AL AIN-BURAIMI BORDER // Ayoub Ben Karam sits in his shop at Buraimi's old souk clutching a plastic bag filled with hundreds of keys. "These are for apartments that are now empty because people have had to move to Al Ain," said the Omani businessman, whose family owns apartment buildings in this border town. "We had 500 families staying in our buildings, now we have around 120." With the cost of living comparatively high in Al Ain, in recent years many people working in the oasis city have opted to live just across the UAE-Oman border in Buraimi, making the short journey across the Al Mudeef crossing every day. But, with the heavy metal doors at the main crossing point closing for the final time last night, Mr Ben Karam, 30, says people have already made the move to Al Ain, rather than travel every day through the new Khatam al Shakla border point, some 20km away. The border was closed in an attempt to clamp down on the number of illegal immigrants passing from Oman into the UAE through Buraimi. Previously, people could pass through the Al Mudeef crossing, which although designated for GCC citizens generally allowed residents to pass without stopping and providing identification. From today, only GCC citizens will be able to cross the border at the Al Hili crossing, located at the other end of Buraimi's main street. Expatriates using the new crossing, which will have eight counters, will now have to pay a Dh20 (US$5.45) exit fee and have their passports stamped. Mr Ben Karam is a GCC citizen and therefore entitled to pass through the Al Hili crossing. However, 99 per cent of the customers of his shop in Buraimi are from Al Ain and now face a long journey through the Khatam al Shakla crossing. Suddenly, the shops are no longer local. For that reason, Mr Ben Karam is planning to open a new shop for his agricultural supplies business in Al Ain. Even though he can cross at Al Hili, he says: "It will be difficult for me, too; with the traffic at the border it will take me around 45 minutes to cross. I go to Al Ain around four times every single day and people come to Buraimi because things are cheaper." Residents on both sides of the border say they are not convinced the new rules will stick, believing officials will reverse the decision once they realise its negative impact. Surrounded by the starched rolls of cotton fabric he uses to make dishdashas, Ali Ahmed, a Pakistani tailor whose shop is located on the Omani side of the border, right next to the Al Mudeef crossing, estimates that 80 per cent of his business comes from Al Ain. "It is definitely going to be a big problem for our business and especially in this area. We are worried," he says. "I might have to leave and go back to Pakistan if we don't have any customers." Buraimi residents say they often travel to Al Ain for shopping, entertainment, work and education. "We depend on Al Ain for everything," says Abu Khaled, an Omani man. "We feel very bad that they are closing the Mudeef border." At the Al Ain Mall, which is located a couple of kilometres from the Al Mudeef crossing, shoppers seeking respite from the summer heat are congregating around the temporary ice-rink on the ground floor. Some children are skating, while others sit at the nearby internet cafe and gaming zone. Mohammed Nader, an Al Ain resident who works at the mall, says people from Buraimi flock to the shopping centre, especially on weekends and holidays. "I go to Buraimi to buy cheaper goods such as furniture," he says. "It is not going to be easy when we have to go across the Shakla checkpoint because it is so far away." The international border was drawn between the Al Ain and Buraimi in 1972 and today a fence topped with barbed wire indicates where Omani territory ends and the UAE begins. Badriya al Ameri, 43, an Omani passport holder, says she often crosses at Al Mudeef to visit relatives in Abu Dhabi. "We are all the same family," she says. "There is going to be so much traffic at the Hili crossing and also they can close it at any time ... We don't want these types of borders here, especially as it has been open for so long." The lobby of the Al Salam Hotel on Buraimi's main street bustles with tourists and people in town on visa runs. "Everyone is worried and no one has told us what is going on," says Mohammed al Shubaki, the assistant manager at the Al Salam. "I have gone myself to the border to ask what is happening, but we'll have to wait and see." The border closure means that Mr Shubaki's wife will be forced to quit her teaching job in Al Ain. "Every day she will have to travel to the Khatam al Shakla border, driving for 30 minutes just to reach there and having a new stamp on her passport," he says. "If we do this every day we will have to change our passport because it will be full of stamps. We have the transport to get across the border and we can pay the Dh20, but we can't have the exit and entry stamps every day." Jamal al Safar, the Al Salam's general manager, from Iraq, says he travels to Al Ain an average of six times a day. "This is a very small area and we are lacking many things, like a mall, parks, cinemas and other places to go, especially for our children," he says. "They can just stay at home and do nothing." Mr Safar, like some other Buraimi residents, was issued a special ID card by the UAE Ministry of Interior. This, he argues, should allow him to travel through the Al Hili crossing. However, he is still unclear as to how his children and the hundreds of others who attend school in Al Ain will travel there every morning. "We are in shock and we do not know what we will do," he says. "Now, I am two minutes from Al Ain, but after they [close the border] it will take us one hour to get to schools, the shopping malls and my doctor." However, Brig Naser al Minhali, of the Department of Naturalisation and Residence, has said previously that special arrangements may be made for school buses to cross the border daily. One of Mr Safar's three children, Saif, 10, says: "I have lots of friends in Al Ain. "I like it a lot there because there is so much more to do and it is very beautiful." At a Buraimi car park filled with vehicles bearing UAE and Omani plates, a middle-aged Emirati man, Khalfan, puts his hands around his neck as if to strangle himself. "This is what we will be like when they close the border," says Khalfan, who lives in a village near Al Ain with his family, but has businesses in Buraimi. "This is all the same area and, inshallah, they won't close the border." @Email:email@example.com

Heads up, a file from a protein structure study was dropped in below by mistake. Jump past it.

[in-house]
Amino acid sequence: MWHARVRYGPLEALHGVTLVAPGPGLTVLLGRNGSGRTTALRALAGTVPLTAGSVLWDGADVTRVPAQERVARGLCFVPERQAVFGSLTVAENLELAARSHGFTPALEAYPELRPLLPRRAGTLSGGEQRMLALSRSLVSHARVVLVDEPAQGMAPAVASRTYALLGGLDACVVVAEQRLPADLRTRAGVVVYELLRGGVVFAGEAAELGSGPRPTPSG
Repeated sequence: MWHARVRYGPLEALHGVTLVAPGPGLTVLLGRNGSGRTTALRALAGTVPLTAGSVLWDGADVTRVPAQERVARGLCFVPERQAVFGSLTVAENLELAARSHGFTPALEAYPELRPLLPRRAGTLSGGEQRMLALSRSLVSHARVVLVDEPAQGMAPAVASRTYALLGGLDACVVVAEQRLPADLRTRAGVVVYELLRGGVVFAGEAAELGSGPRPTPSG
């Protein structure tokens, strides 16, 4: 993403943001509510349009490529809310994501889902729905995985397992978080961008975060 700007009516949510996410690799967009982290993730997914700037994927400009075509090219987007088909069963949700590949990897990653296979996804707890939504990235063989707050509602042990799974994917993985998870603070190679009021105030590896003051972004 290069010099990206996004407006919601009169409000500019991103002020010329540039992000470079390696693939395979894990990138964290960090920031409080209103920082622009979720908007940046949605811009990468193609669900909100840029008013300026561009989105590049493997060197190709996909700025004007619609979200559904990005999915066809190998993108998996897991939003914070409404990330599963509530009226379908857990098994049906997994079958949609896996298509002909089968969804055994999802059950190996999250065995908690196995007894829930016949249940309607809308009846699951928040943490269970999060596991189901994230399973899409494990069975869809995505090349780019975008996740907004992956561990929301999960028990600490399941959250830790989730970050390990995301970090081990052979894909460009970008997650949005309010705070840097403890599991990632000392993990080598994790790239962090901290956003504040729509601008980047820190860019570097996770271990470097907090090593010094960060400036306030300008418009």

Omani town laments crossing closure
Business owners worry that customers will not make the longer trek, while residents regret losing a nearby leisure venue.